Hope is expressed over court’s future

A MAGISTRATE has said there is a “glimmer of hope” a Suffolk court may be saved following comments by one of the country’s most senior judges.

Sudbury and Thetford Magistrates’ Courts are among dozens earmarked for closure by the new coalition Government as part of a major cost-cutting drive.

In an 89-page response to consultation on the provision of court services, Lord Justice Goldring, the Senior Presiding Judge for England and Wales, said he was unable to back either retention or closure of these courts on the information available to him.

Referring to the Sudbury court, West Suffolk magistrate Richard Kemp, also a councillor for Long Melford, said: “I think there’s a glimmer of hope that common sense may prevail through all this talk of cutbacks and all the rest of it.

“At the end of the day politicians have a duty of concern and care to local residents and they have a duty to protect facilities in growing areas such as Sudbury.”

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Sudbury and Thetford Magistrates’ Courts fell under category c) in the response by Lord Justice Goldring, which means further detail is needed before a decision can be made.

He said: “In all those cases there are rational arguments against closure which require further exploration before decisions are taken. This will be a matter for the Lord Chancellor.”

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Lord Justice Goldring said it was “questionable” whether Bury St Edmunds Magistrates’ Court - which is not facing closure - could absorb the extra workload of both Thetford to the north and Sudbury to the south.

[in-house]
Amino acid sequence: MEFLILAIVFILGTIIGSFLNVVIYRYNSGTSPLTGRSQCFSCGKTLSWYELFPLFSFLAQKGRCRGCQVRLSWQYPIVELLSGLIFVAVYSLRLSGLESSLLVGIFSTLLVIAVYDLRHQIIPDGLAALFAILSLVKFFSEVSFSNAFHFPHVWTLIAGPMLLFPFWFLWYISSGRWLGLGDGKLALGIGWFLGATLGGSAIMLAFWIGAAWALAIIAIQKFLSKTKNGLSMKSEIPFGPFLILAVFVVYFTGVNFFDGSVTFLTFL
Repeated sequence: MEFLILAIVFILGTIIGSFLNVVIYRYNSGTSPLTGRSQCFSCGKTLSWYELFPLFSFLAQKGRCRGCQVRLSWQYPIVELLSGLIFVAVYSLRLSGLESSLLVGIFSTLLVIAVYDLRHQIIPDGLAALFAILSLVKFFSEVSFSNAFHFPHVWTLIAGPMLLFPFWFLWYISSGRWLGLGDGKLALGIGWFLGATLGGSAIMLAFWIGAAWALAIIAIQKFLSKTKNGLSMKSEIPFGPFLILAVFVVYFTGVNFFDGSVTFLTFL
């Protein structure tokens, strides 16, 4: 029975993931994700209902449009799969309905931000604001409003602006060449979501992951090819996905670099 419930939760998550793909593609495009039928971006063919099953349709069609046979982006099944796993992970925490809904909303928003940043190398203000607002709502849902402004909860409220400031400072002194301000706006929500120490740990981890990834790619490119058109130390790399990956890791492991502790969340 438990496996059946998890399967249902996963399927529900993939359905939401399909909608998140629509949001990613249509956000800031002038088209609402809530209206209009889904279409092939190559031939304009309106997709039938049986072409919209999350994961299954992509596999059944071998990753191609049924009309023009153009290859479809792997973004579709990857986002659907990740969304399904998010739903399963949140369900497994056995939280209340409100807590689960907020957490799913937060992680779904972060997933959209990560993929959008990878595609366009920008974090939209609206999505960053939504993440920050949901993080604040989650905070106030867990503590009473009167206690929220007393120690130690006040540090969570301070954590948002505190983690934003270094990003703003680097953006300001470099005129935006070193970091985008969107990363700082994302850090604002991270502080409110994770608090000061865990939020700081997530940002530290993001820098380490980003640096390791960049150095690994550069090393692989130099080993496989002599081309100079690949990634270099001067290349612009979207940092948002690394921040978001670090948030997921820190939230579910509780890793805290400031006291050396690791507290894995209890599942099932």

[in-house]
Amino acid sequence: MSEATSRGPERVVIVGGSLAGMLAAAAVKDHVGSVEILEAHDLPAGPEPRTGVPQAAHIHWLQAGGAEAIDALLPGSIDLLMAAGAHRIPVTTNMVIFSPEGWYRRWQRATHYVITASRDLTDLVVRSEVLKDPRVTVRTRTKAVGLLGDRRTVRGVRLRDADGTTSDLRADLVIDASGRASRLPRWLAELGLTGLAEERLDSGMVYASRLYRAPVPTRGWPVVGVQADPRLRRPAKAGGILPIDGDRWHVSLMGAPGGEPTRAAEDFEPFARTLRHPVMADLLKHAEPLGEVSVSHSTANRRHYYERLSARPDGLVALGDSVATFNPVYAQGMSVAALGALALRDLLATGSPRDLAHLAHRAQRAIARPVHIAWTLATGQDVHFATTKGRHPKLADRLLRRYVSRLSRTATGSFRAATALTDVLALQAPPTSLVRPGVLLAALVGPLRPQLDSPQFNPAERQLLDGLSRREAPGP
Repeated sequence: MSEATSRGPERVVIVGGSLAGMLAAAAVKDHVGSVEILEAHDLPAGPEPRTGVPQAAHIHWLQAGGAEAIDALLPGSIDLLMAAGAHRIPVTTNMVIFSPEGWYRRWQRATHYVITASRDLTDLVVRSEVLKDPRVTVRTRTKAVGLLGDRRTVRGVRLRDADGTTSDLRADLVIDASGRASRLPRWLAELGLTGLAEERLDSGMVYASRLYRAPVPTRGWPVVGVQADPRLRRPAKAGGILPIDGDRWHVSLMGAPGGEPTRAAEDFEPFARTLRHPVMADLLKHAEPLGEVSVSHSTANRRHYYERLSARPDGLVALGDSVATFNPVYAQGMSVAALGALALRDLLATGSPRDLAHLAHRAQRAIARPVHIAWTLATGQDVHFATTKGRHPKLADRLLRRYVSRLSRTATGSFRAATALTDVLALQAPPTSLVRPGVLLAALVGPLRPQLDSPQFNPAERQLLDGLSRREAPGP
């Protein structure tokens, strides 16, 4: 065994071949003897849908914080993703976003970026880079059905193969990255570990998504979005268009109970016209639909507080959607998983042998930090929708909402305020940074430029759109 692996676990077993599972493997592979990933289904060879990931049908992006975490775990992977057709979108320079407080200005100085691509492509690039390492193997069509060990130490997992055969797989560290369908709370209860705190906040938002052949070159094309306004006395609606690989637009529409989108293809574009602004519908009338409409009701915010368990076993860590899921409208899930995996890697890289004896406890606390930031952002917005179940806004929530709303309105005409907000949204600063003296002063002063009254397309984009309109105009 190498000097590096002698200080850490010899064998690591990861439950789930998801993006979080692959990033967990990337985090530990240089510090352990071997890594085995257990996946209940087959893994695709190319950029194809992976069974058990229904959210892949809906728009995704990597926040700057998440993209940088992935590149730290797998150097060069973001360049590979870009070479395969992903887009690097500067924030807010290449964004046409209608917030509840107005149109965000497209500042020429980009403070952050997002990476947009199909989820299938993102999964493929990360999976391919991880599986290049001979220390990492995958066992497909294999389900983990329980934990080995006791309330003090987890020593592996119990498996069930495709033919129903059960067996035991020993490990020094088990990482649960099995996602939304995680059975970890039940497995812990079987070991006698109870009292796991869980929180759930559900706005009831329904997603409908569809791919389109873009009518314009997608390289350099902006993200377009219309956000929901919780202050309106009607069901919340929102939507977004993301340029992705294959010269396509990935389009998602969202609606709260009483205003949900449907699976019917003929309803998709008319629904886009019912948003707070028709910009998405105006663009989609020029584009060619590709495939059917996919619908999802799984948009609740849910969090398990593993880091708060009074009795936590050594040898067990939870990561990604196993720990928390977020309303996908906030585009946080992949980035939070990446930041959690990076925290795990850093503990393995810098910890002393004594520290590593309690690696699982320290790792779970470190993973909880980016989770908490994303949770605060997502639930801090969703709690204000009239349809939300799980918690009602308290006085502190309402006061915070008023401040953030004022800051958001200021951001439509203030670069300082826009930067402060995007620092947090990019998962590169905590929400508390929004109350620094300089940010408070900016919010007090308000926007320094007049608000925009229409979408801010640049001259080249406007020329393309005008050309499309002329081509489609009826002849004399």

“Assurances will be needed in that regard before closure should proceed,” he said.

He added how if work moved from Thetford to Norwich travel times would be too great and the closure of that court should be opposed.

He also said travel times were “problematic” from Sudbury to Bury if relying on public transport.

But he added how although resistant to closure “most magistrates in the area are resigned to the fact that, in the current climate, Sudbury may have to close”.

Referring to Sudbury Magistrates’ Court, Mr Kemp, a magistrate since 1977 and a member of the Suffolk Magistrates’ Association, said closure would be “ludicrous” as the blueprint for the area was immense residential expansion, adding how closure went against the idea of localism.

Peter Sanderson, a representative of the West Suffolk branch of the Suffolk Magistrates’ Association, said the general view of magistrates was the closure of Sudbury would be likely to happen, which they would be “sorry to see”.

“But we live in the real world and are aware of what the current situation is,” he said.

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